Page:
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Being convicted of an offense in the Criminal Code has the potential for imprisonment.[1] Because of this, criminal laws and their application engage one of the most important civil liberties protected under the Canadian Charter of Rights and Freedoms–our very right to liberty. Section 7 of the Canadian Charter of Rights and Freedoms states that “Everyone has the right to life, liberty and security of the person and the right not to be deprived thereof except in accordance with the principles of fundamental justice”.[2] The Criminal Code does not have specific offenses relating to HIV non-disclosure.[3] Instead HIV non-disclosure has been criminalized through the use of other offenses. Most notably, HIV non-disclosure cases have been prosecuted through the use of  aggravated assault and aggravated sexual assault.[4] A person can be charged with the offense of assault when they “apply force intentionally to another person, directly or indirectly” without the consent of the other person. When that force is sexual in nature, a person can be charged with sexual assault. A more severe offense of aggravated assault/sexual assault is used when the assault endangers the life of the other person.[5] So, HIV non-disclosure cases have been prosecuted under the offense of aggravated assault/sexual assault because the non-disclosure of the HIV-positive person’s HIV status is seen as a fraudulent act that invalidates the HIV-negative person’s consent to the sexual activity. The offense is further aggravated because the serious health consequences associated with HIV are seen as endangering the life of the HIV-negative person.[6],[7] The landmark case that set the stage for the criminalization of HIV non-disclosure is called R v Cuerrier, which was decided in 1998. In this case, the Supreme Court of Canada (SCC) held that failure to disclose one’s HIV-positive status to a sexual partner can lead to a conviction of aggravated assault because non-disclosure is effectively a form of fraud that invalidates the sexual partner’s consent to the sexual activity.[8],[9],[10] The SCC revisited the criminalization of HIV non-disclosure in 2012 in two companion cases that were decided together: R v Mabior and R v D(C), which are more commonly known as MabiorMabior refined the ruling in R v Cuerrier and set out the current test for establishing when HIV non-disclosure can be criminalized. The SCC decided that consent will be invalidated and an HIV-positive person can be convicted of assault or sexual assault when all of the following 3 criteria are met:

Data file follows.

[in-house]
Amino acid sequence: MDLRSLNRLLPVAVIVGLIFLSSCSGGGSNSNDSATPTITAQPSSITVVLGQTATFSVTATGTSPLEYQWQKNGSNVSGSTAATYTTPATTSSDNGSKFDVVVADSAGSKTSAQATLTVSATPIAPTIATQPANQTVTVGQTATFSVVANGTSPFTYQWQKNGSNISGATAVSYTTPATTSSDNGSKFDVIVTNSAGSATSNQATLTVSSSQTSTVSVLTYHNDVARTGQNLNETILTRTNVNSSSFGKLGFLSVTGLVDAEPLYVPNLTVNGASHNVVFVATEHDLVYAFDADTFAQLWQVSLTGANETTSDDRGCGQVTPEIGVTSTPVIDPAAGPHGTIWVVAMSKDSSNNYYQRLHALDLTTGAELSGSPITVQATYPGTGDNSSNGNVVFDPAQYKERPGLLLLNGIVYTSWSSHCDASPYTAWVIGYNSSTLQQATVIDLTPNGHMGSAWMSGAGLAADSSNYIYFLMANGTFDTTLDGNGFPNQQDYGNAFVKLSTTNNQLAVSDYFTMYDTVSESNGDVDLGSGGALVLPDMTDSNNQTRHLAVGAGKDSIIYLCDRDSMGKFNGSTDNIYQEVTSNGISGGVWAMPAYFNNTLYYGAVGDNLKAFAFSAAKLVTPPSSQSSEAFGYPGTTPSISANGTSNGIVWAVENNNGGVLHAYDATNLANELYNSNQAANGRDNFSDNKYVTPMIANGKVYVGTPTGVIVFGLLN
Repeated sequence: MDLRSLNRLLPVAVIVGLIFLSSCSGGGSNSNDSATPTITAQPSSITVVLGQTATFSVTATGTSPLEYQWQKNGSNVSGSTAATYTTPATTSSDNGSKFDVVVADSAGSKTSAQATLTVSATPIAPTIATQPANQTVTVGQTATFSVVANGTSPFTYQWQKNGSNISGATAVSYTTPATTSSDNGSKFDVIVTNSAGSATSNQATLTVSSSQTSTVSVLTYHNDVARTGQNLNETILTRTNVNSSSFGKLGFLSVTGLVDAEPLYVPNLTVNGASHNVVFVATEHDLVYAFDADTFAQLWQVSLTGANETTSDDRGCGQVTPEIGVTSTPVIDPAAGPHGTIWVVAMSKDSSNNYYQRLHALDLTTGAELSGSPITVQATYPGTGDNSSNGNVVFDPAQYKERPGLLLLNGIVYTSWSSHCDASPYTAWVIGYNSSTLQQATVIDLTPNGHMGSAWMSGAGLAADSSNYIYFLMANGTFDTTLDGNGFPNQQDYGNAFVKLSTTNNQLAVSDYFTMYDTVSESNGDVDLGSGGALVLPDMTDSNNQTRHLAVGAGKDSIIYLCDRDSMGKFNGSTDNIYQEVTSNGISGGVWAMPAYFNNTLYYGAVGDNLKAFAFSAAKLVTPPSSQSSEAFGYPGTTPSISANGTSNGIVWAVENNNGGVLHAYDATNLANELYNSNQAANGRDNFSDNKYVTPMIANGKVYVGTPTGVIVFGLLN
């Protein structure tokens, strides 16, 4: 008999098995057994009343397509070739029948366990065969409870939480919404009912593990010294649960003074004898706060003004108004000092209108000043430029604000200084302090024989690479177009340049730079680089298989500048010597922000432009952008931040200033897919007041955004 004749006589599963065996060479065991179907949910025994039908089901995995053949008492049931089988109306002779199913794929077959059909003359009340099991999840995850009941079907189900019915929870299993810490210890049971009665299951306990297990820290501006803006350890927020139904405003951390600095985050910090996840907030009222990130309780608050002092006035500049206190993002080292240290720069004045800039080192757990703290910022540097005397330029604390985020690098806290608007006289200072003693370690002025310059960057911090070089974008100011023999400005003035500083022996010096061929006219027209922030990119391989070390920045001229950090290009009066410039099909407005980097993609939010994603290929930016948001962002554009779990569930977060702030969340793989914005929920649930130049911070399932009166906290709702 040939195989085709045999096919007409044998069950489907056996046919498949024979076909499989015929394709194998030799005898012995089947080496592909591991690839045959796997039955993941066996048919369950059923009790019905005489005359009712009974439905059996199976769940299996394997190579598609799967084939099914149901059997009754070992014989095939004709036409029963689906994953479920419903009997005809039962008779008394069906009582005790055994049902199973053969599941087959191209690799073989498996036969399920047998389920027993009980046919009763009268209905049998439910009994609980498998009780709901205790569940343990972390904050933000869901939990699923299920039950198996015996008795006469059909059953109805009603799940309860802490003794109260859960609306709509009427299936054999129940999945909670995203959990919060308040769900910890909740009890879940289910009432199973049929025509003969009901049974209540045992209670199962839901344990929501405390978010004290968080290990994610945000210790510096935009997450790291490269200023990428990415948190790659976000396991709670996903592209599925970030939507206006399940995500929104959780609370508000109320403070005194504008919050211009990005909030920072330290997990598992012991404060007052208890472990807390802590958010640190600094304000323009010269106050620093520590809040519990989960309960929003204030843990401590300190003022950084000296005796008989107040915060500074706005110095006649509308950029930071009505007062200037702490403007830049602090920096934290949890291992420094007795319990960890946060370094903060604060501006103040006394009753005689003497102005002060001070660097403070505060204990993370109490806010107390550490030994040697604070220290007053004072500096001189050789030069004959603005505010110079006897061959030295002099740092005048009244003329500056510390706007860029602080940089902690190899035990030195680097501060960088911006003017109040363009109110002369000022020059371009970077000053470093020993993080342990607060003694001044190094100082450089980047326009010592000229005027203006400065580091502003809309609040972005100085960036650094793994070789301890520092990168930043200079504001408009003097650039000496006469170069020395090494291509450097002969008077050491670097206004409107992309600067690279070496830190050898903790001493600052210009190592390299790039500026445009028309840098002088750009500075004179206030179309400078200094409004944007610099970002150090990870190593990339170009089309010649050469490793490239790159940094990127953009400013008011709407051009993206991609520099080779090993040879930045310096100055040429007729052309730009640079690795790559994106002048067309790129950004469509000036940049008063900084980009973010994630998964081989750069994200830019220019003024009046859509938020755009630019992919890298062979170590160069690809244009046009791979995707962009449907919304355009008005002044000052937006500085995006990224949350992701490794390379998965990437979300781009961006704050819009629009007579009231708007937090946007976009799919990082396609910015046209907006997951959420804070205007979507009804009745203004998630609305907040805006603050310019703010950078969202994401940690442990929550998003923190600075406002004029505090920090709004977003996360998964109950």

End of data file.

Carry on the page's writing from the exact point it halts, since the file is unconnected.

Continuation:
1. The HIV-positive person does not disclose or misrepresents their HIV status while knowing they are positive and at risk of transmission
  2. The sexual activity engaged in causes or poses a significant risk of serious bodily harm
  3. The HIV-negative sexual partner would not have consented to the sexual activity had they known of the HIV-positive person’s status[11],[12]